Be a life long learner about CVI.
Be a life long learner about the brain.
Ellen Mazel, the CVI Teacher (https://cviteacher.wordpress.com), offers this advice to parents of children with CVI and to the teachers who work with them.
In her presentation at the Northeast AER Conference, Ellen shared information on learning assessments and intervention strategies from her extensive experience as a Cortical Visual Impairment Advisor and a Certified Teacher of the Visually Impaired.
Her audience primarily consisted of TVI and COMS, however, everything about the presentation resonated for me as a parent. Watching presentations from teachers who know CVI always help me broaden my perspective and recharge my batteries. It gets discouraging being the only person at an IEP meeting who knows what Cortical Visual Impairment is and how it negatively impacts my daughter’s learning.
Sometimes, after a particularly frustrating day, I think, maybe, I am just kidding myself. Trying too hard. My girl is a complex kid. She is non-verbal and has an additional diagnosis of autism. We are struggling to find a consistent method of communication. We do not get a lot of eye contact. Interaction takes time and effort. It is hard to read her. It is hard to know what she understands.
It is all too easy to develop low expectations for a complicated kid like her. I have fought against low expectations in IEP meetings and in teacher-parent meetings, yet I have struggled to learn how to reach her myself.
Ellen’s presentation reminded me that this is an ongoing journey.
Regarding the perspective of the parent/teacher:
- The importance of presumed competence and eye contact.
- CVI masks cognitive ability. Our children are often not able to maintain eye contact. (Children with visual impairments cannot be accurately assessed by traditional cognitive tests. IQ tests are not going to work on this population of children.)
- Research has shown that children who do not maintain eye contact get far less social interaction and attention from caregivers and teachers. Be aware of this tendency to interact less with a child who does not maintain eye contact.
- Since we cannot tell what a child who is not maintaining eye contact understands, we have to presume that the child understands and continue to teach the child in an accessible way.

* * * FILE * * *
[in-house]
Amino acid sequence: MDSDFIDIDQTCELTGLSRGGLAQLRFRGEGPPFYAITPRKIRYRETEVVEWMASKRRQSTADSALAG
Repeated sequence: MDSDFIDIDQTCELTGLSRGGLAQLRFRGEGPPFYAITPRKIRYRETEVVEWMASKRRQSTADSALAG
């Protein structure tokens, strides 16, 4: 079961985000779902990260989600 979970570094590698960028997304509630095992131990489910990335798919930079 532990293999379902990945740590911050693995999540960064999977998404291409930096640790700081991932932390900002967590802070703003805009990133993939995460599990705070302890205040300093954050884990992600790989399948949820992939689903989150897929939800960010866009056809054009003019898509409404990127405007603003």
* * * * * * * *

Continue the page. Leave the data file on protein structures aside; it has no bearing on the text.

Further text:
- If we expect improvements, we will get improvements. The minute we do not have expectations, we are guaranteed not to get improvement.
- Read articles and attend presentations. – Research about CVI and the experience offered by CVI Range endorsed teachers will be found at conferences and in journals before you will be able to find it in a book.
Regarding IEPs and Assessments:
- The CVI range endorsement is the beginning of your journey NOT the end.
- Yes, we need to demand a teacher who has completed the Perkins-Roman CVI Range endorsement, however, it is only the starting point.
- IEPs need to say “brain based visual impairment,” when diagnosed, by whom, the score, and the result of the Functional Visual Assessment (as it relates to CVI).
- When assessing a child, Ellen uses the CVI Range (Roman), Dr. Gordon Dutton’s survey, and Matt Tietjen’s “What’s the complexity” framework.
- Remember that the parents’ interview gives all important visual history – if vision has improved – consider CVI
- Best practice accommodations and modifications should be based on the CVI Range score
- Strategies need to be embedded throughout the day
- Ellen puts together a salient features presentation so everyone on the child’s educational team uses the same language.
- As a consultant, she advises that the IEP includes a 1 hour in-service about CVI and a 1 hour in-service about how CVI affects this particular child
- Embed the theory that there is something visual in front of that child all the time.
- Use more CVI supports in place when developing weaker visual fields.
- Introduce yourself and use the child’s name so she knows you are talking to her
- Limit touching and moving children while they are trying to look.
I’ll end with Ellen’s explanation of “infused advocacy,” or teaching the children how to problem solve for themselves.
Parents and teachers can start teaching a child to become a self-advocate by teaching her about the characteristics of CVI and by including her in the process of making her own accommodations and modifications. When a child understands that how she perceives the world is different from other people, she can learn to articulate her unique needs. She could ask other children to say their names when they approach her to help her identify them. She could explain to her mom that cluttered rooms make her feel anxious or scared. She could tell her teacher that new places are confusing and ask for extra time to get to know a novel environment.
This part of a child’s education, learning how to articulate her needs, is so important. We spend so much time talking about the kids. Listening to them (or, in the case of a non-verbal children, quietly observing them) is even more important.
This is a fascinating and busy time in the history of Cortical Visual Impairment. There is a solid foundation of knowledge and a growing current of educational strategies and research. There is an active and vocal community of families around the world. There are teachers who can guide us!
At the center of all of this activity remains the children who have to be equal partners in putting together the puzzle that is their picture of the world.